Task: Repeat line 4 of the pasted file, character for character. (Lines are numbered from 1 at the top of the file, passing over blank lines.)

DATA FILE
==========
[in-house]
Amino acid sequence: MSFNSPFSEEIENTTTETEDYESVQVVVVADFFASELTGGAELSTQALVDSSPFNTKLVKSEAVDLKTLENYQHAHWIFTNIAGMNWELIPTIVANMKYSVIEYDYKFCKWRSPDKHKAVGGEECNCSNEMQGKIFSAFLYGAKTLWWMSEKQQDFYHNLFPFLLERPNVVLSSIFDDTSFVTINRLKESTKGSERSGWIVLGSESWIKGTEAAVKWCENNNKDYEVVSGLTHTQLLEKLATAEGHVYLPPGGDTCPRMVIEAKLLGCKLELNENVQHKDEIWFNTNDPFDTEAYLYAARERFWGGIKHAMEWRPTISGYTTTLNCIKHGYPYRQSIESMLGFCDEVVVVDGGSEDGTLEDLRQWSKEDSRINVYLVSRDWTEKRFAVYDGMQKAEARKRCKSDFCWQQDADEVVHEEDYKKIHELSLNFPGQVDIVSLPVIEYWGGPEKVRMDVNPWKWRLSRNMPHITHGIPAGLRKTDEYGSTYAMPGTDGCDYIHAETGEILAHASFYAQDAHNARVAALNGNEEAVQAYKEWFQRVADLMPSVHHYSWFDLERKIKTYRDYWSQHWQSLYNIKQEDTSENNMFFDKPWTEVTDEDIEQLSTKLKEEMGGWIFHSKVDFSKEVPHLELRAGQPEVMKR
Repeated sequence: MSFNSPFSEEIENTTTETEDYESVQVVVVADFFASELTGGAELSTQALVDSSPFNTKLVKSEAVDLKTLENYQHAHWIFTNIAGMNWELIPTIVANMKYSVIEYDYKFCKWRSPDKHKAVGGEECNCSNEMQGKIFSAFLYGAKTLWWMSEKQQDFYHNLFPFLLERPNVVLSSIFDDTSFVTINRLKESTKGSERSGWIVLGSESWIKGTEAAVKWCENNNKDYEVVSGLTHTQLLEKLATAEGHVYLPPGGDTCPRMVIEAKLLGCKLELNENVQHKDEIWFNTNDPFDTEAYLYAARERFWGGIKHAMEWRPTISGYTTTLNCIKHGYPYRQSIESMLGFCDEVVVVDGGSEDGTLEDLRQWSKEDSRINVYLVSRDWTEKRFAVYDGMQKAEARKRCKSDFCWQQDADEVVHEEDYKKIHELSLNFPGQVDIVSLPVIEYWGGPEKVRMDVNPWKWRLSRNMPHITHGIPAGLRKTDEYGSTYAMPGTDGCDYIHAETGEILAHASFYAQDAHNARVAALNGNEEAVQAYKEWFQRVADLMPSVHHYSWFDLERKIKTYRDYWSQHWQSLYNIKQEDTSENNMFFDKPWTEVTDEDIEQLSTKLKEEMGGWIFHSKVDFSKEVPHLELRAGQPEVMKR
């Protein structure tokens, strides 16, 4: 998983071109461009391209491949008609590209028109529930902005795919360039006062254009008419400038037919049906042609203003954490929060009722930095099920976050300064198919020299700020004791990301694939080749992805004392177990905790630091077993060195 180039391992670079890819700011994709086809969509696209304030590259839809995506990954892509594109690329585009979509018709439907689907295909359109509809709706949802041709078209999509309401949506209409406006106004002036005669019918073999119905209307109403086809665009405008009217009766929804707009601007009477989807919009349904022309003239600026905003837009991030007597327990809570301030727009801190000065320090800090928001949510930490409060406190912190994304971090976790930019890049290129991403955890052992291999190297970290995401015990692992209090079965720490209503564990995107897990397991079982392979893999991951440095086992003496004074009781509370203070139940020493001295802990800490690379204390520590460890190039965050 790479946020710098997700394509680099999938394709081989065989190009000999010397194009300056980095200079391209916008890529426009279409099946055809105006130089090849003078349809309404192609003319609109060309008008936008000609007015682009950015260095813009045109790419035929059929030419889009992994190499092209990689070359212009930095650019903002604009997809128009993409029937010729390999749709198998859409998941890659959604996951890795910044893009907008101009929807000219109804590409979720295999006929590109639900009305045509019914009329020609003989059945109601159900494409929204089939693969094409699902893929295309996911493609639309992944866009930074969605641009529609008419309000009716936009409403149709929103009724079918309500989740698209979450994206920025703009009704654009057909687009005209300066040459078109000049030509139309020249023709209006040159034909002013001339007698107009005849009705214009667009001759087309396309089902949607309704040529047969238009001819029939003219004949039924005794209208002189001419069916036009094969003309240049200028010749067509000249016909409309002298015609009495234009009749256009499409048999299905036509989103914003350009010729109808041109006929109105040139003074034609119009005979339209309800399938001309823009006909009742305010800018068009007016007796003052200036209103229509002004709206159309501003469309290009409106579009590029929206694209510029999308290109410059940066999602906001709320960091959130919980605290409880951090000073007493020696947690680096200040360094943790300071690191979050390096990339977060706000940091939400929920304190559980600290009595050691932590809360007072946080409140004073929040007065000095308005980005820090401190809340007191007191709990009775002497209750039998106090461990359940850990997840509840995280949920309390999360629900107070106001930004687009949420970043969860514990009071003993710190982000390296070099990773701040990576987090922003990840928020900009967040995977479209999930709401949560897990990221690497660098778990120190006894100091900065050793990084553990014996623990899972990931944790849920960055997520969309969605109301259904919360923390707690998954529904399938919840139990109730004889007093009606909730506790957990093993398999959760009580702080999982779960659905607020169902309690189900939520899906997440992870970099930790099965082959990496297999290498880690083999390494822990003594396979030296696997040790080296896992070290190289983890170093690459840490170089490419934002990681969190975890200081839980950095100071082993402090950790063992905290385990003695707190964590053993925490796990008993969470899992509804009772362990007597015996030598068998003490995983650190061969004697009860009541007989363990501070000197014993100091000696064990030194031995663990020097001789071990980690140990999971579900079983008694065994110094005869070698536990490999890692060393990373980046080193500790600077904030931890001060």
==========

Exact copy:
């Protein structure tokens, strides 16, 4: 998983071109461009391209491949008609590209028109529930902005795919360039006062254009008419400038037919049906042609203003954490929060009722930095099920976050300064198919020299700020004791990301694939080749992805004392177990905790630091077993060195 180039391992670079890819700011994709086809969509696209304030590259839809995506990954892509594109690329585009979509018709439907689907295909359109509809709706949802041709078209999509309401949506209409406006106004002036005669019918073999119905209307109403086809665009405008009217009766929804707009601007009477989807919009349904022309003239600026905003837009991030007597327990809570301030727009801190000065320090800090928001949510930490409060406190912190994304971090976790930019890049290129991403955890052992291999190297970290995401015990692992209090079965720490209503564990995107897990397991079982392979893999991951440095086992003496004074009781509370203070139940020493001295802990800490690379204390520590460890190039965050 790479946020710098997700394509680099999938394709081989065989190009000999010397194009300056980095200079391209916008890529426009279409099946055809105006130089090849003078349809309404192609003319609109060309008008936008000609007015682009950015260095813009045109790419035929059929030419889009992994190499092209990689070359212009930095650019903002604009997809128009993409029937010729390999749709198998859409998941890659959604996951890795910044893009907008101009929807000219109804590409979720295999006929590109639900009305045509019914009329020609003989059945109601159900494409929204089939693969094409699902893929295309996911493609639309992944866009930074969605641009529609008419309000009716936009409403149709929103009724079918309500989740698209979450994206920025703009009704654009057909687009005209300066040459078109000049030509139309020249023709209006040159034909002013001339007698107009005849009705214009667009001759087309396309089902949607309704040529047969238009001819029939003219004949039924005794209208002189001419069916036009094969003309240049200028010749067509000249016909409309002298015609009495234009009749256009499409048999299905036509989103914003350009010729109808041109006929109105040139003074034609119009005979339209309800399938001309823009006909009742305010800018068009007016007796003052200036209103229509002004709206159309501003469309290009409106579009590029929206694209510029999308290109410059940066999602906001709320960091959130919980605290409880951090000073007493020696947690680096200040360094943790300071690191979050390096990339977060706000940091939400929920304190559980600290009595050691932590809360007072946080409140004073929040007065000095308005980005820090401190809340007191007191709990009775002497209750039998106090461990359940850990997840509840995280949920309390999360629900107070106001930004687009949420970043969860514990009071003993710190982000390296070099990773701040990576987090922003990840928020900009967040995977479209999930709401949560897990990221690497660098778990120190006894100091900065050793990084553990014996623990899972990931944790849920960055997520969309969605109301259904919360923390707690998954529904399938919840139990109730004889007093009606909730506790957990093993398999959760009580702080999982779960659905607020169902309690189900939520899906997440992870970099930790099965082959990496297999290498880690083999390494822990003594396979030296696997040790080296896992070290190289983890170093690459840490170089490419934002990681969190975890200081839980950095100071082993402090950790063992905290385990003695707190964590053993925490796990008993969470899992509804009772362990007597015996030598068998003490995983650190061969004697009860009541007989363990501070000197014993100091000696064990030194031995663990020097001789071990980690140990999971579900079983008694065994110094005869070698536990490999890692060393990373980046080193500790600077904030931890001060």